Asian Art Biennial ‘Artist Making Movement’ kicks off at NTMoFA
Curated by National Taiwan Museum of Fine Arts (NTMoFA), the 2015 Asian Art Biennial officially opened on September 19. This year’s theme is Artist Making Movement, reflecting on the restlessness and instability observed in Asia today and the trend with artists taking action via art to break away from current conditions. Artists are getting involved in society and using their individual values to actively respond to the new era.
The curator, Iris Shu-Ping Huang, indicated that due to contemporary globalized socioeconomic developments, Asia has become a mobile cultural concept, with migrating population, fluid capital, and impacts from different cultures. Take the current Syrian refugee issue in Europe and even the new immigrant and migrant worker around us for example, Asian countries’ external relations and internal irony will continue to be self-challenged, which reforms moving boarders, revealing that Asia’s reality and cultural perspective are facing expansion and separation.
This biennial includes 28 sets of contributing artists from 17 different Asian regions/countries, with artworks dealing with Asia’s current institutional, human rights, and other problems amidst its moving boarders. With increasingly frequent and intense socioeconomic developments and cross-border relations within Asian countries and transnationally, these shifting exchanges are drastically challenging preceding viewpoints and order, and a mobile state with aligning thoughts and actions has become an assertive approach for dealing with the current reality. Problems and the creative environment in Asia faced by artists are cross-cultural and exist in a cultural domain composed of a plethora of divergences.
As seen in Singaporean artist Lee Wen’s Ping-Pong Go Round, the method of including multiple participants in the competition/dialogue is a metaphor for Asia’s complex multilateral political wrangling.
Indian artist Rina BANERJEE’s art deals with cultural symbols and objects that have been relocated and rearranged within the global cultural landscape through the complex routes of colonialism, tourism, travel, and mass media. Banerjee’s sculptures are quite peculiar, and have come to form a spectacular way of presenting the cultural production process in today’s Asia with globalized features, she also take her own experience of moving to New York from India as example, she thinks the mixing of multicultural background is like making a Frankenstein.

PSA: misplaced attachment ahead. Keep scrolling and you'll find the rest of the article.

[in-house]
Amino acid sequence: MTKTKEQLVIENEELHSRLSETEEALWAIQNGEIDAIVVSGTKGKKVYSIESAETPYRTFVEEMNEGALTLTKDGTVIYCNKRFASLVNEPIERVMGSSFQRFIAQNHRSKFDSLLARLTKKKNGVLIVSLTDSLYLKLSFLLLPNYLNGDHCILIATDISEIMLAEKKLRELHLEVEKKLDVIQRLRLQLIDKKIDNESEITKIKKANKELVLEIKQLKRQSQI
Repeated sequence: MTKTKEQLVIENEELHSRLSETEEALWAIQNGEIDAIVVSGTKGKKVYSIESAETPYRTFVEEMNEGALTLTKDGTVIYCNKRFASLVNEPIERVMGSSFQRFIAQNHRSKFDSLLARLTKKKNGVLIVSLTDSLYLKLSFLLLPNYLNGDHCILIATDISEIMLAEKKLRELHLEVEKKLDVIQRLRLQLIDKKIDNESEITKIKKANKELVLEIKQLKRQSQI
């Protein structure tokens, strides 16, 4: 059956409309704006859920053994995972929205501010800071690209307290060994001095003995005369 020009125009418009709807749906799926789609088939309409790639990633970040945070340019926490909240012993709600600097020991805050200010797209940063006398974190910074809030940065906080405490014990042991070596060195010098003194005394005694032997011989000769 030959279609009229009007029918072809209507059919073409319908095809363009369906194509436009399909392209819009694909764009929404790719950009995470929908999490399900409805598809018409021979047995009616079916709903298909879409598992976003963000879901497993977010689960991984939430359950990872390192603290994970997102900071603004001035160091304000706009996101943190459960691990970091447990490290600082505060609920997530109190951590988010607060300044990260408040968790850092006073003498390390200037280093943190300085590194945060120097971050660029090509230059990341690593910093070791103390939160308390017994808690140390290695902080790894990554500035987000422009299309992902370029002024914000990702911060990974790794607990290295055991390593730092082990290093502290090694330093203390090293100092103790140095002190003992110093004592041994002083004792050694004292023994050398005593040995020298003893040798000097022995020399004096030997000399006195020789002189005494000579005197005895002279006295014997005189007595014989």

Indonesian artist collective Irwan AHMETT & Tita SALINA has custom created a new project, Salting the Sea, to echo with the theme of this biennial, Artist Making Movement, focusing on the relationship and the existing conundrums in Taiwan between Southeast Asian migrant workers and the local society. For this artwork, the artists have come into contact with many currently working or imprisoned migrant workers and also their families, with their stories documented in a perceptual manner. In addition to the artwork Salting the Sea, Irwan AHMETT and Tita SALINA have also expanded this project that examines migrant workers’ situations in Taiwan to a public level.
As youth movements rise to the fore with labor and wage related issues taking up news headlines, Filipino artist Stephanie SYJUCO’s MONEY FACTORY: Economic Reality Game is an onsite project that focuses on this social phenomenon. The exhibition space will be transformed into a factory of labor production, using a playful yet critical approach to explore the economic predicament faced by the younger generation in Taiwan. Surprisingly, most young female visitor chose to start a small online store, and not many people want to buy luxury goods; traveling is also a popular life goal for young people in Taiwan, while not many people chose to spend more “money” to study aboard for one year.
During the visitor’s participation in the Can today’s economic policies, industrial developments, and social conditions satisfy people’s hopes and dreams for attaining a good life? The artist has made available a practical space for public involvement, sparking reflections through the participatory process.
Mirage: Disused Public Property in Taiwan is a social investigation consisting of real images and solid documents and has been executed for over 5 years by Taiwanese artist YAO Jui-Chung and a group of art students. It is a critical micro-action group that uses art and group action to tangibly engage in society. The images and documents created by the group have exposed a course of public development lacking in core content and value, and at the same time, it is also devoted in proposing reforms for the absurd polices.
Thai artist Sutee KUNAVINCHAYANONT has created desks imprinted with stories, offering the audience the opportunity to personally rub out the images and hidden codes within. Filipino artist Alwin REAMILLO’s artwork of hand altered piano is also made available at designated times for the audience to sign-up and play, anticipating for each performer to interact with the artist’s story through their unique sounds.
Artist Making Movement - 2015 Asian Art Biennial will officially open on September 19th at the National Taiwan Museum of Fine Arts, inviting the audience to join us to boldly use their imagination to move the future.